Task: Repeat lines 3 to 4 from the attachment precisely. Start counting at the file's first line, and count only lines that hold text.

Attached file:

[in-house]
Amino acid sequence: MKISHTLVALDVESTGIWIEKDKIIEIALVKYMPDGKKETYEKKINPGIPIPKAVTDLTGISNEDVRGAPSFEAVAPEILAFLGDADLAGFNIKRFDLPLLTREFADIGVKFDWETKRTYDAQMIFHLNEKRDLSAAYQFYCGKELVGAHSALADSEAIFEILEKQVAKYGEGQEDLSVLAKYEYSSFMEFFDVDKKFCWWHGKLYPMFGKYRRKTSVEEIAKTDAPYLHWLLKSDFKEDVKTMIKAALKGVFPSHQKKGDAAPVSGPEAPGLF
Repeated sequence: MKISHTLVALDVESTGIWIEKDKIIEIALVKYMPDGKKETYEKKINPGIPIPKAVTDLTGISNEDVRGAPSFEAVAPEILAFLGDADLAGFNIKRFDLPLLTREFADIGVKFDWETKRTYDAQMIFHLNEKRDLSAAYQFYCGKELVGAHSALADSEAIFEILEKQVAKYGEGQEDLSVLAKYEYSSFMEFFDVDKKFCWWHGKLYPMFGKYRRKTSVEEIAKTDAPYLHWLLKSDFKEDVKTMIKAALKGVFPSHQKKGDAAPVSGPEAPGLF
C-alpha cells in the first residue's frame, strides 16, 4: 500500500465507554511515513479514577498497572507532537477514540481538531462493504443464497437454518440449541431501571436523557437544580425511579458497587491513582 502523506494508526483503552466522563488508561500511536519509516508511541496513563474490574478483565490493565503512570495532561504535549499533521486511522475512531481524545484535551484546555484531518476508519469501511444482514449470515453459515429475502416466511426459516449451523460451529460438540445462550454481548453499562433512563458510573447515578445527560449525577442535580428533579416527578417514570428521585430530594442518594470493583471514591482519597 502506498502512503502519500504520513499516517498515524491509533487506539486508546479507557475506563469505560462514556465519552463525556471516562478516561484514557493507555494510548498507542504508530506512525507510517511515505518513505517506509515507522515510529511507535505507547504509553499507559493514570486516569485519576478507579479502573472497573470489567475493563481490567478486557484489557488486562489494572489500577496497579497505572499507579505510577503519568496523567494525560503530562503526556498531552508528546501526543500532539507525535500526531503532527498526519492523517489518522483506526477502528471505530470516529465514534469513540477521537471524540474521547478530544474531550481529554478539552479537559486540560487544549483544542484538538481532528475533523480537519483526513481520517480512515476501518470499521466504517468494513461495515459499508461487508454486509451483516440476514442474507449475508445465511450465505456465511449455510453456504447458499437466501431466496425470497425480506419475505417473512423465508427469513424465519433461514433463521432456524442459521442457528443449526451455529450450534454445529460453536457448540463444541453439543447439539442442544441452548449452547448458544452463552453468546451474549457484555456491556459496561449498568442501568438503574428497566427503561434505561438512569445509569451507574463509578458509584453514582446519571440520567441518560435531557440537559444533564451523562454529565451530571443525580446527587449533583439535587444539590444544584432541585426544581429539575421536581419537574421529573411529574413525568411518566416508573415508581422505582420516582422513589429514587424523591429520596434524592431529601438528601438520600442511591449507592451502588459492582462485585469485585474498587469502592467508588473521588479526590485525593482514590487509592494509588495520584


Repeated sequence: MKISHTLVALDVESTGIWIEKDKIIEIALVKYMPDGKKETYEKKINPGIPIPKAVTDLTGISNEDVRGAPSFEAVAPEILAFLGDADLAGFNIKRFDLPLLTREFADIGVKFDWETKRTYDAQMIFHLNEKRDLSAAYQFYCGKELVGAHSALADSEAIFEILEKQVAKYGEGQEDLSVLAKYEYSSFMEFFDVDKKFCWWHGKLYPMFGKYRRKTSVEEIAKTDAPYLHWLLKSDFKEDVKTMIKAALKGVFPSHQKKGDAAPVSGPEAPGLF
C-alpha cells in the first residue's frame, strides 16, 4: 500500500465507554511515513479514577498497572507532537477514540481538531462493504443464497437454518440449541431501571436523557437544580425511579458497587491513582 502523506494508526483503552466522563488508561500511536519509516508511541496513563474490574478483565490493565503512570495532561504535549499533521486511522475512531481524545484535551484546555484531518476508519469501511444482514449470515453459515429475502416466511426459516449451523460451529460438540445462550454481548453499562433512563458510573447515578445527560449525577442535580428533579416527578417514570428521585430530594442518594470493583471514591482519597 502506498502512503502519500504520513499516517498515524491509533487506539486508546479507557475506563469505560462514556465519552463525556471516562478516561484514557493507555494510548498507542504508530506512525507510517511515505518513505517506509515507522515510529511507535505507547504509553499507559493514570486516569485519576478507579479502573472497573470489567475493563481490567478486557484489557488486562489494572489500577496497579497505572499507579505510577503519568496523567494525560503530562503526556498531552508528546501526543500532539507525535500526531503532527498526519492523517489518522483506526477502528471505530470516529465514534469513540477521537471524540474521547478530544474531550481529554478539552479537559486540560487544549483544542484538538481532528475533523480537519483526513481520517480512515476501518470499521466504517468494513461495515459499508461487508454486509451483516440476514442474507449475508445465511450465505456465511449455510453456504447458499437466501431466496425470497425480506419475505417473512423465508427469513424465519433461514433463521432456524442459521442457528443449526451455529450450534454445529460453536457448540463444541453439543447439539442442544441452548449452547448458544452463552453468546451474549457484555456491556459496561449498568442501568438503574428497566427503561434505561438512569445509569451507574463509578458509584453514582446519571440520567441518560435531557440537559444533564451523562454529565451530571443525580446527587449533583439535587444539590444544584432541585426544581429539575421536581419537574421529573411529574413525568411518566416508573415508581422505582420516582422513589429514587424523591429520596434524592431529601438528601438520600442511591449507592451502588459492582462485585469485585474498587469502592467508588473521588479526590485525593482514590487509592494509588495520584